WASHINGTON (Reuters) - Dr. Jill Stein, expected to be chosen as the presidential candidate of the Green Party on Saturday, acknowledges her ultra-long-shot status in this year’s White House race.
“We don’t have to win the election in order to win the day,” the Harvard-trained physician said on Thursday in a telephone interview. “The whole reason we’re in this race is to ensure that everyday people have a voice in this election and a choice at the polls.”
The centerpiece of Stein’s run is a Green New Deal meant to create 25 million jobs by fostering renewable energy, conservation and energy efficiency efforts like weatherization.
One goal of her campaign is to participate in debates with Democratic candidate President Barack Obama and presumptive Republican nominee Mitt Romney, but that is far from certain. The Commission on Presidential Debates requires that participants have support of 15 percent of the U.S. electorate, as measured in opinion polls. Stein admitted she is nowhere close.
“At this point, the public doesn’t know about us, we are just at the very, very beginning right now ... we are starting from ground zero,” she said.
Still, Stein has qualified for federal matching funds, the first time a member of the 11-year-old environmentally oriented party has done so, a Green official said. Ralph Nader ran as a Green Party candidate in 2000, but was not a party member. Cynthia McKinney, the Green Party candidate in 2008, did not qualify for matching funds.
Nader’s run in 2000 was criticized by some for siphoning off Democratic votes in Florida, paving the way for the election of Republican George W. Bush over Democrat Al Gore. Stein disputed this, saying most of Nader’s support did not come from Democrats: “This is a case of the loser trying to scapegoat somebody else for the problem.”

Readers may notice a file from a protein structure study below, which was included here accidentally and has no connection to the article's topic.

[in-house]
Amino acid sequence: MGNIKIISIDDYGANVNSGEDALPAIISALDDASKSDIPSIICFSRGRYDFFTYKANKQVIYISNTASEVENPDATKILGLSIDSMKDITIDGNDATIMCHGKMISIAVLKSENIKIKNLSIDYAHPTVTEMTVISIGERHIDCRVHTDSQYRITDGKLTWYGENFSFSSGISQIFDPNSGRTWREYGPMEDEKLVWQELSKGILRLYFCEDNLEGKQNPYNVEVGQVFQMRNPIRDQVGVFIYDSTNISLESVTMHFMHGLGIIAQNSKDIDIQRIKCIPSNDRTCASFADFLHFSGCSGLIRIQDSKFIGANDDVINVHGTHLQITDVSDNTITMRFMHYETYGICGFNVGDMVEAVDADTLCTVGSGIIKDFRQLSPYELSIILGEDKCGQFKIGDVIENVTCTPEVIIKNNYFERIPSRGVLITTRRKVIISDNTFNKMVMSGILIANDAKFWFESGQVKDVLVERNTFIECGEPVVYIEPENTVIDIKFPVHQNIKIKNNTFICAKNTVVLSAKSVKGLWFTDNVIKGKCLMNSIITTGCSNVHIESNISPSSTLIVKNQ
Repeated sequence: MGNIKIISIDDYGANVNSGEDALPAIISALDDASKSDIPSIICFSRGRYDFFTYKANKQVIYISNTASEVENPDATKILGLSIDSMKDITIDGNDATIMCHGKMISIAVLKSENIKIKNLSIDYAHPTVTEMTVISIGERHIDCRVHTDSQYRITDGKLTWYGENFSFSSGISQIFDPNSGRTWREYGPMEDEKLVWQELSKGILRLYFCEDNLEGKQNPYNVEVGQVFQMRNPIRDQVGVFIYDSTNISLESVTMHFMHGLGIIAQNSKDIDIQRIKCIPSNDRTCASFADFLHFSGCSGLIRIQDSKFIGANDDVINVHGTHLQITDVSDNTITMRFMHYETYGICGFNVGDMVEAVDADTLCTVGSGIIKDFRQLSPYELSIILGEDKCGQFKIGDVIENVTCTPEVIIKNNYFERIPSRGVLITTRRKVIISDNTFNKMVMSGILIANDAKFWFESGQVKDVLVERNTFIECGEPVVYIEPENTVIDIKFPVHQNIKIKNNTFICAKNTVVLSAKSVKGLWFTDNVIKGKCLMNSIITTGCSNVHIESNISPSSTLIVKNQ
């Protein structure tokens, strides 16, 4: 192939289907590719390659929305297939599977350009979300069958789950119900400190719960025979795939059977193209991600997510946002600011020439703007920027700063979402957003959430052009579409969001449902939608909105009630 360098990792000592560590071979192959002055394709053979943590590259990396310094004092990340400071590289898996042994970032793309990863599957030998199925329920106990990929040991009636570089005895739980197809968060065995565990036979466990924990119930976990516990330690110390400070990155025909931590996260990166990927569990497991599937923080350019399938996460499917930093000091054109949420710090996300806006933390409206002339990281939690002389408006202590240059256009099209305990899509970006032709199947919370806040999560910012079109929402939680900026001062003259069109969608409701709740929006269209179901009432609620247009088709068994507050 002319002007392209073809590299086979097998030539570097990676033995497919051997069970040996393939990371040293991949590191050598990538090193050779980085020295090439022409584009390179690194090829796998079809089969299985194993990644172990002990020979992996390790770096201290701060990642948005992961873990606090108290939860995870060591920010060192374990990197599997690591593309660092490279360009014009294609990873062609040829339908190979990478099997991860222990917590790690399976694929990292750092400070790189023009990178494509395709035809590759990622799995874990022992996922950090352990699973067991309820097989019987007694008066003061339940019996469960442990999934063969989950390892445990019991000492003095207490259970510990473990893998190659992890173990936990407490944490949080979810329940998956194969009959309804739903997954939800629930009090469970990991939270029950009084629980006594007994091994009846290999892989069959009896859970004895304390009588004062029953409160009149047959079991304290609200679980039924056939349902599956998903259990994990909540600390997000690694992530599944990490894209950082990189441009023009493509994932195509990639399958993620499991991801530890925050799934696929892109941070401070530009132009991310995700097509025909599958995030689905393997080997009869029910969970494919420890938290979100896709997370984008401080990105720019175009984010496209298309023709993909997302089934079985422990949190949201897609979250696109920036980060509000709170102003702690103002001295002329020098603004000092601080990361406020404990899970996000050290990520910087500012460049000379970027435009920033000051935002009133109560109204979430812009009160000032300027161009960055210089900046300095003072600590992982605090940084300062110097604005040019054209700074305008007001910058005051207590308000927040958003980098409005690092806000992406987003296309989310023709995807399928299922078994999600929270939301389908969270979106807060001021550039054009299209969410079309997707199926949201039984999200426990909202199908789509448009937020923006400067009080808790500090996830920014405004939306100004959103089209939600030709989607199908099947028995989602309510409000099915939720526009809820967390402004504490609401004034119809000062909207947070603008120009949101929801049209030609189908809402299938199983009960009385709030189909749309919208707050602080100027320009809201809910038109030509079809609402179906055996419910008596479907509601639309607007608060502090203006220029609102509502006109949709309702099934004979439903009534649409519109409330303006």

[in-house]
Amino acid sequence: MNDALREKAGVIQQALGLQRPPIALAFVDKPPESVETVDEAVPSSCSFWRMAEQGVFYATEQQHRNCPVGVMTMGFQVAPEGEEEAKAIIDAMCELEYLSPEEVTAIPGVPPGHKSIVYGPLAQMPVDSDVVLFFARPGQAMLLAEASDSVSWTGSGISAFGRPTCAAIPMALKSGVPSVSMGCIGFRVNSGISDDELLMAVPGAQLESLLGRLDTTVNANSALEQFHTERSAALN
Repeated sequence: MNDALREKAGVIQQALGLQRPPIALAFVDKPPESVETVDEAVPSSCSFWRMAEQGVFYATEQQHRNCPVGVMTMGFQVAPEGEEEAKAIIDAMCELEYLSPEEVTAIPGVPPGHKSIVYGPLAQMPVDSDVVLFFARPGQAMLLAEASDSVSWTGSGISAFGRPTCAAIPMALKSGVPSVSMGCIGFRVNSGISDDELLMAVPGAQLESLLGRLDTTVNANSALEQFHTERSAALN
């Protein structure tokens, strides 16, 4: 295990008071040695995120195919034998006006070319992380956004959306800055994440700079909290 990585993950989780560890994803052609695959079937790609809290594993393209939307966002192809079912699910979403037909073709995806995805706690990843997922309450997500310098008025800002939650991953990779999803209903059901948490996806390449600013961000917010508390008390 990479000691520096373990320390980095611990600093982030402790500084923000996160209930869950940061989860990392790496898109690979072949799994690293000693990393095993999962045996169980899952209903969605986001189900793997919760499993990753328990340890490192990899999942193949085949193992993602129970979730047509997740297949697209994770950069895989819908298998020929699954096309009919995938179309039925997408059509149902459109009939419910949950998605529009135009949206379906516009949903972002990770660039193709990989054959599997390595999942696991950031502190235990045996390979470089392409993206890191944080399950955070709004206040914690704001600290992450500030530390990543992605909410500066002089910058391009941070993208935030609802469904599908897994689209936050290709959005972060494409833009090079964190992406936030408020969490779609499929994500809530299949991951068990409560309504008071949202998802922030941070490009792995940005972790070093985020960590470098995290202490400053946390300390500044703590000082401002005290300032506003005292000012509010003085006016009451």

She turned aside a question about high-profile problems at U.S. renewable energy firms Solyndra and Abound Solar, both of which got millions of dollars in federal assistance.
“Green energy may be going bankrupt here, but it’s wildly successful in other places,” Stein said. She cited Germany’s example in offering initial subsidies for renewable energy, which were gradually withdrawn as the industry grew.
“We need good, sustainable, healthy energy sectors of the economy to take off, and sometimes it requires public investment to do that,” she said.
The Green Party is on the ballot in 21 states, and hopes to be qualified in 45 states on November 6.
Stein won 30 of 33 Green Party presidential primaries as one of five candidates seeking that party’s nomination, and has clinched the nomination. She is to be officially named the nominee at the party’s Saturday convention in Baltimore.
Reporting By Deborah Zabarenko; Editing by Marilyn W. Thompson